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Tuesday, December 27, 2005
 
Dreamcatcher: University High School to Abruptly Close on Dec. 31

This field, this game, is a part of our past, Ray. It reminds us of all that once was good, and that could be again. Oh people will come, Ray. People will most definitely come.

Well, at least they came to University High School for a while. As we discussed last month, University High School in Miami has served as an academic field of dreams for many high school football players who sought to pave their way to college football scholarships by taking high school courses in which they knew that if they studied hard and gave it their all, they would do well. The problem was that they also know that if they didn't study--at all--they could simply look up the answers in the back of the book and get straight As. And they didn't have to show up to class either, because there were no classes. All they needed was $399 and the ability to look up answers in the back of the book. Colleges didn't care, because they knew these football players would make a lot of money for them and the NCAA in ticket sales, merchandise, and videogame licensing deals (which, I suspect, is the same reason why the NCAA happened to overlook this racket until the New York Times exposed it last month). It worked great for everyone -- at least until too many University High grads showed up at places like Auburn and Florida State and couldn't handle the work (not surprising, since they couldn't handle high school work).

And therein lies the problem for the University High School, which has become a too-obvious haven for colleges seeking premiere high school talent, but talent that could not do well in legitimate high school settings. Until the New York Times' exposé, however, University High School had prospered as a place where GPAs could somehow rise from failing to spectacular in the span of a month, and where colleges could nominally satisfy NCAA requirements in dispensing scholarships to top athletes.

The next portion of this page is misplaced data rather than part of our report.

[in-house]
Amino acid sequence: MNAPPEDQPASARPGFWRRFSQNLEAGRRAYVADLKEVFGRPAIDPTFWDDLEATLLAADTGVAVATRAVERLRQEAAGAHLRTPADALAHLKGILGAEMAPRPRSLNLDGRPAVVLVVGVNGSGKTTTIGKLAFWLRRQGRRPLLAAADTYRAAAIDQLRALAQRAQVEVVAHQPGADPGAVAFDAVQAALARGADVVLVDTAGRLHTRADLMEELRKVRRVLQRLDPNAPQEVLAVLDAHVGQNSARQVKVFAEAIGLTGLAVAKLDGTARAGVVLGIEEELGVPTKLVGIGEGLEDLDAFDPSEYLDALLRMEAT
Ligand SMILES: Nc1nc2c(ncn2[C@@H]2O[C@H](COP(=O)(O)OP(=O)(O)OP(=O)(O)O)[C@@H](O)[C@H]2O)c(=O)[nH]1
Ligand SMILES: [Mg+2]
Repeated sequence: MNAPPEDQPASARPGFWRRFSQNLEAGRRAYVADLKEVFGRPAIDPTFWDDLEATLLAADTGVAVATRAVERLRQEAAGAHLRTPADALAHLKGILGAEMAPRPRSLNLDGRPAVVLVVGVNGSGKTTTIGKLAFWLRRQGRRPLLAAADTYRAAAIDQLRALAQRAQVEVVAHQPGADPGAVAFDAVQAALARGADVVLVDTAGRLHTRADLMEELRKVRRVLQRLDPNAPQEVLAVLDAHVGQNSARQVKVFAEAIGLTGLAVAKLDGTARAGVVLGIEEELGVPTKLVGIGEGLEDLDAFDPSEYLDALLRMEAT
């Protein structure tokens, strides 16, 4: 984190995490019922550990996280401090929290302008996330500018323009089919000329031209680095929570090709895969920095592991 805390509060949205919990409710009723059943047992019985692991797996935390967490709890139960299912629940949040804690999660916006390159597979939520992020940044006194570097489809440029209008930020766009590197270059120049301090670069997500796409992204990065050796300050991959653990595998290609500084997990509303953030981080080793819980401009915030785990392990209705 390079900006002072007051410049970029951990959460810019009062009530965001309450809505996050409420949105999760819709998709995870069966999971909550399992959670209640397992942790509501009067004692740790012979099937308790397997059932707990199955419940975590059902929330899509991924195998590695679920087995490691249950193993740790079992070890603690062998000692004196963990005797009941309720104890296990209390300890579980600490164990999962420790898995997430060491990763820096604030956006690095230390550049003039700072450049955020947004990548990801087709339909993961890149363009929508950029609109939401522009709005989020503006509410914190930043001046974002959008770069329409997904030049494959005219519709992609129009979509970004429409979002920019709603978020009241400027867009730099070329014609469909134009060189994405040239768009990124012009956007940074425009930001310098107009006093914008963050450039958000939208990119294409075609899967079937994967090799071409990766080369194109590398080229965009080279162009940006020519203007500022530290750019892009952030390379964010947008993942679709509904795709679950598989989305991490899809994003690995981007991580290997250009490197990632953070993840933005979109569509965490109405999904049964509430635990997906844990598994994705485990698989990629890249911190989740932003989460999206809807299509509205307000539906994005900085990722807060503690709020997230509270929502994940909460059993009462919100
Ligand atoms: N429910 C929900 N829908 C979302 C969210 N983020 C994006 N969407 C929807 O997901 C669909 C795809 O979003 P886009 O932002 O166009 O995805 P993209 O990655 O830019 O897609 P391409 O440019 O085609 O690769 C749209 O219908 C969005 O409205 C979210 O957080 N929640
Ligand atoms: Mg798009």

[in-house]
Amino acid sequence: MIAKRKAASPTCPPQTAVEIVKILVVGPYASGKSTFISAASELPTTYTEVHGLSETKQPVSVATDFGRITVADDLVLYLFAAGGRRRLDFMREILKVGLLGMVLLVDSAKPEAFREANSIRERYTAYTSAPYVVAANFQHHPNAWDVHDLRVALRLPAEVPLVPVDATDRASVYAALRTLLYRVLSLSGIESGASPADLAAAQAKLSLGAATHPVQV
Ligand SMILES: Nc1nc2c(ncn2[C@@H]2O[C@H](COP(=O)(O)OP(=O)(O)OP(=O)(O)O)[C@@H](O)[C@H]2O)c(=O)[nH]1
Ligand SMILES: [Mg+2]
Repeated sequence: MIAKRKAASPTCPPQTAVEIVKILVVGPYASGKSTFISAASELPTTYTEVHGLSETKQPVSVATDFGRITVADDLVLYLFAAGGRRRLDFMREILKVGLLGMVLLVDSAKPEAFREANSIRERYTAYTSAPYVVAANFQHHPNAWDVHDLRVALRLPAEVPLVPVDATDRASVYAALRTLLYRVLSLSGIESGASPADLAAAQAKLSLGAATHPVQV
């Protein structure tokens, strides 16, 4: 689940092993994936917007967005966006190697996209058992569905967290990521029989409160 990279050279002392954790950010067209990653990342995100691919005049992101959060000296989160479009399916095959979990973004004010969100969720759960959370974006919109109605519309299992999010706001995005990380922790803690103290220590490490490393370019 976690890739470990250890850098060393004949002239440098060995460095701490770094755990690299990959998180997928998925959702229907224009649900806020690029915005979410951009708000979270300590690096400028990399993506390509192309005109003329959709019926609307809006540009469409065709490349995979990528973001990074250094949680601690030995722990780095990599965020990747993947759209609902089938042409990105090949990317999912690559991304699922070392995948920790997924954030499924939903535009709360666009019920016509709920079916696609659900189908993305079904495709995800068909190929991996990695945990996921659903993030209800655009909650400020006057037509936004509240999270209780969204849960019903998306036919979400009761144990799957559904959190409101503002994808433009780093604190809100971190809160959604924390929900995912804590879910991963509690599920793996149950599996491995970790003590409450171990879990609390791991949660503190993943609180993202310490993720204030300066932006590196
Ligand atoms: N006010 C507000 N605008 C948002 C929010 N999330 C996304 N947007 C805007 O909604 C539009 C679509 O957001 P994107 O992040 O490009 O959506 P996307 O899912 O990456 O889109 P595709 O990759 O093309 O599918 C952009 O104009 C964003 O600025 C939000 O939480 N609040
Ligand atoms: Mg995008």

But under increasing pressure from both creditors and Florida law enforcement officials, University High decided last week to close its doors this Saturday. Duff Wilson of the New York Times has the story. Here are some excerpts:
University High School, a correspondence school in Miami being investigated for giving fast, high grades to qualify high school athletes for college scholarships, is going out of business Dec. 31, its founder, Stanley J. Simmons, said yesterday.

"It's a disaster," Simmons, 75, said in a telephone interview from his Miami home. "I'm finishing up everything, and I'm going back into retirement."

The National Collegiate Athletic Association yesterday named 17 people to a panel to study correspondence high schools and other nontraditional routes to college athletic eligibility and scholarships. The move is a response to questions about the legitimacy of the academic credentials of some high school athletes . . .

Simmons, who founded the school in 2000, said he had sold it about 14 months ago to Michael R. Kinney, 27, of Miami, who had operated it for him for years. Simmons said Kinney defaulted on his monthly payment after The Times wrote about the school last month, prompting state investigations.

Simmons said the school was "totally mismanaged - probably more than mismanaged" - and also that Kinney was responsible for the venture to help high school athletes qualify for N.C.A.A. scholarships. "There's no way that I would consider remaining in the business," Simmons said.

Simmons wrote a letter for the remaining students, telling them to pay their fees and finish their tests before Dec. 31. The letter concluded, in all upper-case letters, "If you are serious about receiving your high school diploma, we recommend that you act now!"

Not so good times at University High.

Hat Tip: Sports Law Blog reader Lance Mixon for alerting me to this story.





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